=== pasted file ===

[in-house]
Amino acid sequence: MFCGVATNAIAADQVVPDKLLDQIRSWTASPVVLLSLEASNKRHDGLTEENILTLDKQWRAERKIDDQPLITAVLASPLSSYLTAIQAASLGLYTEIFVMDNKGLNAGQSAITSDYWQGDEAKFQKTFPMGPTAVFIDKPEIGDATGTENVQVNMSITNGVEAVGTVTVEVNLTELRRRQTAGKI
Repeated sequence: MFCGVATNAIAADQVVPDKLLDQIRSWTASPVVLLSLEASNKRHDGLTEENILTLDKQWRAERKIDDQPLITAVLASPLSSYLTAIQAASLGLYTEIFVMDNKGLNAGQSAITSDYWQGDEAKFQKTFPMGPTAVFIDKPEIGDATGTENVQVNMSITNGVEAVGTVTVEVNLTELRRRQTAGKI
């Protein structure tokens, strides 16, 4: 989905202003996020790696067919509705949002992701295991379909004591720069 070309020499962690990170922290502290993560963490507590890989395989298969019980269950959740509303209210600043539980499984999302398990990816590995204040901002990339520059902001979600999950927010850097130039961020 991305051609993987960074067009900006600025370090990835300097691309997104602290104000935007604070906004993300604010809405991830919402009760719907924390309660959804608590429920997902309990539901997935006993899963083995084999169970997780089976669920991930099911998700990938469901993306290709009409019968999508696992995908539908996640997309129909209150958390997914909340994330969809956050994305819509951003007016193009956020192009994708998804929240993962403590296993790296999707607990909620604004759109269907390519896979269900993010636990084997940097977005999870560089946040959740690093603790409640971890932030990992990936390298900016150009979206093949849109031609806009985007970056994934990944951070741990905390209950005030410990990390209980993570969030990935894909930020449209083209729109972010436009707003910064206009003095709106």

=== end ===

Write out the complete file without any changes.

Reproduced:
[in-house]
Amino acid sequence: MFCGVATNAIAADQVVPDKLLDQIRSWTASPVVLLSLEASNKRHDGLTEENILTLDKQWRAERKIDDQPLITAVLASPLSSYLTAIQAASLGLYTEIFVMDNKGLNAGQSAITSDYWQGDEAKFQKTFPMGPTAVFIDKPEIGDATGTENVQVNMSITNGVEAVGTVTVEVNLTELRRRQTAGKI
Repeated sequence: MFCGVATNAIAADQVVPDKLLDQIRSWTASPVVLLSLEASNKRHDGLTEENILTLDKQWRAERKIDDQPLITAVLASPLSSYLTAIQAASLGLYTEIFVMDNKGLNAGQSAITSDYWQGDEAKFQKTFPMGPTAVFIDKPEIGDATGTENVQVNMSITNGVEAVGTVTVEVNLTELRRRQTAGKI
């Protein structure tokens, strides 16, 4: 989905202003996020790696067919509705949002992701295991379909004591720069 070309020499962690990170922290502290993560963490507590890989395989298969019980269950959740509303209210600043539980499984999302398990990816590995204040901002990339520059902001979600999950927010850097130039961020 991305051609993987960074067009900006600025370090990835300097691309997104602290104000935007604070906004993300604010809405991830919402009760719907924390309660959804608590429920997902309990539901997935006993899963083995084999169970997780089976669920991930099911998700990938469901993306290709009409019968999508696992995908539908996640997309129909209150958390997914909340994330969809956050994305819509951003007016193009956020192009994708998804929240993962403590296993790296999707607990909620604004759109269907390519896979269900993010636990084997940097977005999870560089946040959740690093603790409640971890932030990992990936390298900016150009979206093949849109031609806009985007970056994934990944951070741990905390209950005030410990990390209980993570969030990935894909930020449209083209729109972010436009707003910064206009003095709106």